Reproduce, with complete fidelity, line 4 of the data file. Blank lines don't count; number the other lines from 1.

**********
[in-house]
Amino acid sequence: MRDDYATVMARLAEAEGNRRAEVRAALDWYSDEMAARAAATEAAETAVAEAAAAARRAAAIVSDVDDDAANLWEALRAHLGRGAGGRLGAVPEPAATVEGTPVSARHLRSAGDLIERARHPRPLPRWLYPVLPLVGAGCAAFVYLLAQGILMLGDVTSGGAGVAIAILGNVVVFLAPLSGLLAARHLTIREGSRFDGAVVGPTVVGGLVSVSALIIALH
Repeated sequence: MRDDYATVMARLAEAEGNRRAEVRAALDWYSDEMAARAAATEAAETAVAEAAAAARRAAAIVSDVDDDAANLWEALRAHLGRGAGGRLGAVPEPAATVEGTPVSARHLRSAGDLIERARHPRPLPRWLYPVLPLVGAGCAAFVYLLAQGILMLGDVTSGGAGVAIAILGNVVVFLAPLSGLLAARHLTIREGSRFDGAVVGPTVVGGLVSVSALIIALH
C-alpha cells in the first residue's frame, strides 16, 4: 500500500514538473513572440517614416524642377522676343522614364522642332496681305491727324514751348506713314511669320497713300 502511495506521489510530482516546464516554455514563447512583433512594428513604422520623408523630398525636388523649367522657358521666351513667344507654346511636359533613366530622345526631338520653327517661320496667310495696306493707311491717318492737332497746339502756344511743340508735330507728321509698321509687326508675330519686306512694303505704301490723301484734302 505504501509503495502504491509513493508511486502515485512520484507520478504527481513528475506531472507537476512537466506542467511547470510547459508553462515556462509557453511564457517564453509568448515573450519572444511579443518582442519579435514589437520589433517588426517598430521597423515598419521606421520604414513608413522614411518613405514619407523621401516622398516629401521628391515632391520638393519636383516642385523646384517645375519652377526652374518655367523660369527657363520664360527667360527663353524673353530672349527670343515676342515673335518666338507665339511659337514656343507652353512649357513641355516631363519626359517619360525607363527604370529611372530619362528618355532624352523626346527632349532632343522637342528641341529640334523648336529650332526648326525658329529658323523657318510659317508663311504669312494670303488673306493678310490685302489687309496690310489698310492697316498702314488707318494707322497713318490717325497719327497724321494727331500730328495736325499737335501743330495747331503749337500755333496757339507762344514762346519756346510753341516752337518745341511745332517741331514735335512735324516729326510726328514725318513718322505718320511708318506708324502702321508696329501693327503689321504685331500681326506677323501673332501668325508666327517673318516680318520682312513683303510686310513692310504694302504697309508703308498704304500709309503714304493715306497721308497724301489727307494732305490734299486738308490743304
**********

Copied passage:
C-alpha cells in the first residue's frame, strides 16, 4: 500500500514538473513572440517614416524642377522676343522614364522642332496681305491727324514751348506713314511669320497713300 502511495506521489510530482516546464516554455514563447512583433512594428513604422520623408523630398525636388523649367522657358521666351513667344507654346511636359533613366530622345526631338520653327517661320496667310495696306493707311491717318492737332497746339502756344511743340508735330507728321509698321509687326508675330519686306512694303505704301490723301484734302 505504501509503495502504491509513493508511486502515485512520484507520478504527481513528475506531472507537476512537466506542467511547470510547459508553462515556462509557453511564457517564453509568448515573450519572444511579443518582442519579435514589437520589433517588426517598430521597423515598419521606421520604414513608413522614411518613405514619407523621401516622398516629401521628391515632391520638393519636383516642385523646384517645375519652377526652374518655367523660369527657363520664360527667360527663353524673353530672349527670343515676342515673335518666338507665339511659337514656343507652353512649357513641355516631363519626359517619360525607363527604370529611372530619362528618355532624352523626346527632349532632343522637342528641341529640334523648336529650332526648326525658329529658323523657318510659317508663311504669312494670303488673306493678310490685302489687309496690310489698310492697316498702314488707318494707322497713318490717325497719327497724321494727331500730328495736325499737335501743330495747331503749337500755333496757339507762344514762346519756346510753341516752337518745341511745332517741331514735335512735324516729326510726328514725318513718322505718320511708318506708324502702321508696329501693327503689321504685331500681326506677323501673332501668325508666327517673318516680318520682312513683303510686310513692310504694302504697309508703308498704304500709309503714304493715306497721308497724301489727307494732305490734299486738308490743304